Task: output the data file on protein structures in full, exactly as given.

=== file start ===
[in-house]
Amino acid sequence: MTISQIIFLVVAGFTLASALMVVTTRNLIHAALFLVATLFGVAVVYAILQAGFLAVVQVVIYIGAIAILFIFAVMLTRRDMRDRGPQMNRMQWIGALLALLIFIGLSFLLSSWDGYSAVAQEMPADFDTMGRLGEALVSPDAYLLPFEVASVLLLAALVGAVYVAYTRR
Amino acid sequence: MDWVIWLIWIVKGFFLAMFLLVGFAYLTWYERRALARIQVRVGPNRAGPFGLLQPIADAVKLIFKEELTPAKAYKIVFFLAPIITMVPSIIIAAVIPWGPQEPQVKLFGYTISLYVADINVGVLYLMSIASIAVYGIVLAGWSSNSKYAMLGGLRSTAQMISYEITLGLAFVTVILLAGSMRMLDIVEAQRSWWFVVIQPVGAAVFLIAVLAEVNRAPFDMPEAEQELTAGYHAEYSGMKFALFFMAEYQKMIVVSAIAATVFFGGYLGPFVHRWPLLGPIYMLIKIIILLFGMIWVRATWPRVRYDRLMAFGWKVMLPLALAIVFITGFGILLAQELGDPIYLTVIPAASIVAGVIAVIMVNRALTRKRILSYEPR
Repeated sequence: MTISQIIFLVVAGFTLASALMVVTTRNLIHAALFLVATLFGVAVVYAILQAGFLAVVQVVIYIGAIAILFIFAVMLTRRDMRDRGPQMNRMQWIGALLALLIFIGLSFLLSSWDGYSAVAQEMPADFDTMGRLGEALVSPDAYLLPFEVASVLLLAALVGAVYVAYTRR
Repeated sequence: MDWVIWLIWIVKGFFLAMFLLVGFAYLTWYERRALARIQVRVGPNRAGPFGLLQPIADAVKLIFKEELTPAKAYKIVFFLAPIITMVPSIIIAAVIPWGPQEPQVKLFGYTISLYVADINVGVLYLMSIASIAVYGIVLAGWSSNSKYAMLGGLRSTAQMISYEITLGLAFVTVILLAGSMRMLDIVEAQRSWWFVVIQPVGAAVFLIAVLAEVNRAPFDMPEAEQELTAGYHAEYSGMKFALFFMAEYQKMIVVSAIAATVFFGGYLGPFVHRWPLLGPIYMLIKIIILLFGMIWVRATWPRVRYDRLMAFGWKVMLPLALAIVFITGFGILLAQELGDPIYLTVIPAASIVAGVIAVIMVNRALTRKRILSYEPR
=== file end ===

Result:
[in-house]
Amino acid sequence: MTISQIIFLVVAGFTLASALMVVTTRNLIHAALFLVATLFGVAVVYAILQAGFLAVVQVVIYIGAIAILFIFAVMLTRRDMRDRGPQMNRMQWIGALLALLIFIGLSFLLSSWDGYSAVAQEMPADFDTMGRLGEALVSPDAYLLPFEVASVLLLAALVGAVYVAYTRR
Amino acid sequence: MDWVIWLIWIVKGFFLAMFLLVGFAYLTWYERRALARIQVRVGPNRAGPFGLLQPIADAVKLIFKEELTPAKAYKIVFFLAPIITMVPSIIIAAVIPWGPQEPQVKLFGYTISLYVADINVGVLYLMSIASIAVYGIVLAGWSSNSKYAMLGGLRSTAQMISYEITLGLAFVTVILLAGSMRMLDIVEAQRSWWFVVIQPVGAAVFLIAVLAEVNRAPFDMPEAEQELTAGYHAEYSGMKFALFFMAEYQKMIVVSAIAATVFFGGYLGPFVHRWPLLGPIYMLIKIIILLFGMIWVRATWPRVRYDRLMAFGWKVMLPLALAIVFITGFGILLAQELGDPIYLTVIPAASIVAGVIAVIMVNRALTRKRILSYEPR
Repeated sequence: MTISQIIFLVVAGFTLASALMVVTTRNLIHAALFLVATLFGVAVVYAILQAGFLAVVQVVIYIGAIAILFIFAVMLTRRDMRDRGPQMNRMQWIGALLALLIFIGLSFLLSSWDGYSAVAQEMPADFDTMGRLGEALVSPDAYLLPFEVASVLLLAALVGAVYVAYTRR
Repeated sequence: MDWVIWLIWIVKGFFLAMFLLVGFAYLTWYERRALARIQVRVGPNRAGPFGLLQPIADAVKLIFKEELTPAKAYKIVFFLAPIITMVPSIIIAAVIPWGPQEPQVKLFGYTISLYVADINVGVLYLMSIASIAVYGIVLAGWSSNSKYAMLGGLRSTAQMISYEITLGLAFVTVILLAGSMRMLDIVEAQRSWWFVVIQPVGAAVFLIAVLAEVNRAPFDMPEAEQELTAGYHAEYSGMKFALFFMAEYQKMIVVSAIAATVFFGGYLGPFVHRWPLLGPIYMLIKIIILLFGMIWVRATWPRVRYDRLMAFGWKVMLPLALAIVFITGFGILLAQELGDPIYLTVIPAASIVAGVIAVIMVNRALTRKRILSYEPR